Imagine you are sitting in a waiting room. Maybe you’re there because you have been coughing for two weeks and want to get it checked out. You anxiously wait as people trickle in, coughing, sneezing, babies crying, you discreetly move into your own isolated corner of the room, avoiding as many germs as possible. The phones are ringing off the hook behind the counter, thousands of buttons typing away on the computers,scrub-clad employees speed walking to and fro. You have been there for 30 minutes now and the clock seems to have stopped. You glance at the T.V. to seek distraction only to find Barney on the screen set to entertain the kids. Finally, your name is called and you walk through a door, around a seemingly endless maze of hallways, and into a small room where you sit on a squeaky clean table. Though it’s small, it’s quiet in there and all to yourself. The walls perfectly and neatly arrayed with charts and graphs of the human body, maybe a peaceful sailboat picture, a rack of health magazines. On the other wall, there is a counter with drawers and cabinets, plainly decorated with canisters of tongue depressors, cotton swabs, other sterile instruments, a shiny sink. The room smells of bleach and there is a nice piece of paper or wrapping on anything that is, or will eventually touch you, to ensure you are getting the cleanest of care. I think you get the idea.
Now, imagine you are no longer waiting in a nice big room full of chairs, but on a concrete step, outside, dust blowing, people coughing, sneezing, hacking, hurting. Babies crying, elderly being carried over to sit on a wobbly bench. There is no TV or air-conditioning. Everyone waiting for one person to call each of their names. You probably walked there, hopefully no more than a ten minute hike, but maybe more like thirty. If you are lucky, you may have caught a ride on the back of a truck or had the money to hire an ox cart. You patiently wait, for what could be, multiple hours outside. When your name is finally called, you have exactly one option of a room to go into, other than the labor and delivery room of course. This room does not smell like bleach and there is no paper-covered examination table to sit on. In place of that nice counter with drawers and cabinets, there are two cots covered in papers, books, and boxes of medical supplies. You are seated in an old wooden chair next to the desk. That’s right, the examination room is also the director’s office! The director, an exceptional RN, begins to ask you a series of questions, swiftly scribbling down a hundred words per minute in the paperback notebook that is your chart. He then, writes you a prescription if needed and sends you over to the next room to pick up your medication, if it’s available. You don’t even care that there is no paper over your seat, or that there is no peaceful painting on the wall, or that people are coming in and out of the room while you are answering personal questions. You don’t mind that there is very little lighting in the room or that it smells like dust. You are just happy there is a clinic and that someone cares to help you. And I think you are hopeful that the medicine will in fact cure whatever ailment you came in with.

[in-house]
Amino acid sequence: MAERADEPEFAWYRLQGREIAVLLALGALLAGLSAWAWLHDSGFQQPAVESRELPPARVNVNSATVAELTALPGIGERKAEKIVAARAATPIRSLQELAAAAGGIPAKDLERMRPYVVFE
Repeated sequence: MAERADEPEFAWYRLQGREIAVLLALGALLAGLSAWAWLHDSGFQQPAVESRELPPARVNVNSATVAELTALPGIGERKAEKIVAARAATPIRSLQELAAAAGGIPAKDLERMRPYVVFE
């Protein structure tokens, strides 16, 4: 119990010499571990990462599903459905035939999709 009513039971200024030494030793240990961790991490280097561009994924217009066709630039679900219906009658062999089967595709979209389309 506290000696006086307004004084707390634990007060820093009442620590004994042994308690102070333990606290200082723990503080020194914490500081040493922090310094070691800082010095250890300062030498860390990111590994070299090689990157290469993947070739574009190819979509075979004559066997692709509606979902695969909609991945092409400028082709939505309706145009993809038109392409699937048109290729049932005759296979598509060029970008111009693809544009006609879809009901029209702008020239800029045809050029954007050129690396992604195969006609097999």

This summer, one of our medical interns, Hayley and I were invited to volunteer at the clinic. In our time there, we got to experience some pretty eye-opening things. As we sat on the edge of one of those old rickety cots, pushing aside papers and boxes, we saw patient after patient come in and sit in that old wooden chair. We watched as the nurse would wash his hands from a bucket with a spigot on it. We cringed as we observed various minor procedures being performed by the sunlight of the small window. We teared up when the babies came in weak and riddled with malaria. We were fearful when they carried in an older woman on death’s door. We felt so helpless. This was not the medical facility either of us were used to working in. These were not the same type of patients we were used to seeing. These people were desperate and in great need of help! If these conditions don’t motivate one to show the compassion of Christ, I don’t know what will.
Volunteering at the clinic this summer has opened up many different doors to our ministry here at Project Samuel. One being that we have forged a much needed relationship with the clinic workers. Two being that we have gained a sense of respect and relationship with the people in the villages. They see that our intentions are very pure and that we sincerely care. Three, there is an open door of opportunity to minister the love of Christ to countless people that we otherwise may not have been able to reach. It’s so interesting how God moves, how He orchestrates the things we don’t even think to consider. It’s amazing the doors of opportunity He will open in the most unlikely of places, we just have to be willing to walk through them.